function pbd_get_facebook() {
	$json = wp_remote_get("http://graph.facebook.com/VoodooPress/198647740164688");

	if(is_wp_error($json))
		return false;

	$fbData = json_decode($json['body'], true);

	return intval($fbData['likes']);
}

/**
 * Get Twitter follower count.
 *
 * @return Int. Twitter follower number.
 */
function pbd_get_twitter() {

	$json = wp_remote_get("http://api.twitter.com/1/users/show.json?screen_name=wpvoodoopress");

	if(is_wp_error($json))
		return false;

	$twitterData = json_decode($json['body'], true);

	return intval($twitterData['followers_count']);
}

/**
 * Get RSS subscriber count from FeedBurner.
 *
 * @return Int. RSS follower number.
 */
function pbd_get_rss() {
	$xml = wp_remote_get('http://feedburner.google.com/api/awareness/1.0/GetFeedData?uri=voodoopress');

	if(is_wp_error($xml))
		return false;

	$sxe = new SimpleXMLElement($xml['body']);

	return intval($sxe->feed->entry['circulation']);
}

I’m not going to explain the above, as I got it from the linked post above at Pro Blog Design. It’s simple enough to copy it and switch out your account names. So when I had that in my functions.php, I had Otto’s php code widget for my sidebar, in which I used this:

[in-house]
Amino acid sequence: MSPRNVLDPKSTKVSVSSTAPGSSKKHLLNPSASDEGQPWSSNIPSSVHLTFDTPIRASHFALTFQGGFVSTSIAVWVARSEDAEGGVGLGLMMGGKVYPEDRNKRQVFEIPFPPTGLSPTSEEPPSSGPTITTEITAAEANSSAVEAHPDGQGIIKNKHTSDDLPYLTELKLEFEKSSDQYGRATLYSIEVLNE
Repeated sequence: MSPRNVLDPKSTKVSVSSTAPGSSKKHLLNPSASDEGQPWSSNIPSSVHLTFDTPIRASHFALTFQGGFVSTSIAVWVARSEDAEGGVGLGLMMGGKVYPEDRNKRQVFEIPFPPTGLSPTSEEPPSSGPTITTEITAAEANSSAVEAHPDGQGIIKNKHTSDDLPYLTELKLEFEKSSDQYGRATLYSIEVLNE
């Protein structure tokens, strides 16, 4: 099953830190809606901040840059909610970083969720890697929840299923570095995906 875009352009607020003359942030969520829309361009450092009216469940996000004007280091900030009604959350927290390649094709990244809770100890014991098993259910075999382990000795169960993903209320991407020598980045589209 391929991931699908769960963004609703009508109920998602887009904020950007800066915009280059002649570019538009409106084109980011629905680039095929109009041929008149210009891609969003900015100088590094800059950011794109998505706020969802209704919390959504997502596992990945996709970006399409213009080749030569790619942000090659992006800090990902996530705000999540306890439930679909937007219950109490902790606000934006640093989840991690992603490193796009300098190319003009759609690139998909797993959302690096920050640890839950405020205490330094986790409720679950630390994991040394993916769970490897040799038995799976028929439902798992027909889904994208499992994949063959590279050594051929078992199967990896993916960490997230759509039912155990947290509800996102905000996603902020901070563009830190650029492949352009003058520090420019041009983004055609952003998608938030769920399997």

<div class="iconBox">
		<a href="http://voodoopress.com/feed/">
			<img src="<?php echo get_option('siteurl').'/wp-content/plugins/'.basename(dirname(__FILE__)).'/icons/rss70.png'; ?>" alt="Subscribe to Our RSS Feed" />
		</a>
		<br />
		<span>
			<?php echo number_format(pbd_get_transient('rss') ); ?>
			<br />
			Subscribers
		</span>
	</div>
	<div class="iconBox">
		<a href="http://www.facebook.com/?ref=home#!/pages/VoodooPress/198647740164688">
			<img src="<?php echo get_option('siteurl').'/wp-content/plugins/'.basename(dirname(__FILE__)).'/icons/facebook70.png'; ?>" alt="Visit Us on Facebook" />
		</a>
		<br />
		<span>
			<?php echo number_format(pbd_get_transient('facebook') ); ?>
			<br />
			Fans
		</span>
	</div>
	<div class="iconBox">
		<a href="http://twitter.com/wpVoodooPress">
			<img src="<?php echo get_option('siteurl').'/wp-content/plugins/'.basename(dirname(__FILE__)).'/icons/twitter70.png'; ?>" alt="Follow us on Twitter!" />
		</a>
		<br />
		<span>
			<?php echo number_format(pbd_get_transient('twitter') ); ?>
			<br />
			Followers
		</span>
	</div>
	<div class="clear"></div>

inside of the widget to display my followers. After setting up the plugin, I realized I would have to remember to copy that code from the old php widget to the new php widget. Seemed like something I’d forget. So in the spirit of keeping things together I turned that block of code into a widget by putting code into my plugin as follows:

// BUILD OUR WIDGET TO SHOW OUR FOLLOWERS
function voodoo_followers() { ?>
	<div class="iconBox">
		<a href="http://voodoopress.com/feed/">
			<img src="<?php echo get_option('siteurl').'/wp-content/plugins/'.basename(dirname(__FILE__)).'/icons/rss70.png'; ?>" alt="Subscribe to Our RSS Feed" />
		</a>
		<br />
		<span>
			<?php echo number_format(pbd_get_transient('rss') ); ?>
			<br />
			Subscribers
		</span>
	</div>
	<div class="iconBox">
		<a href="http://www.facebook.com/?ref=home#!/pages/VoodooPress/198647740164688">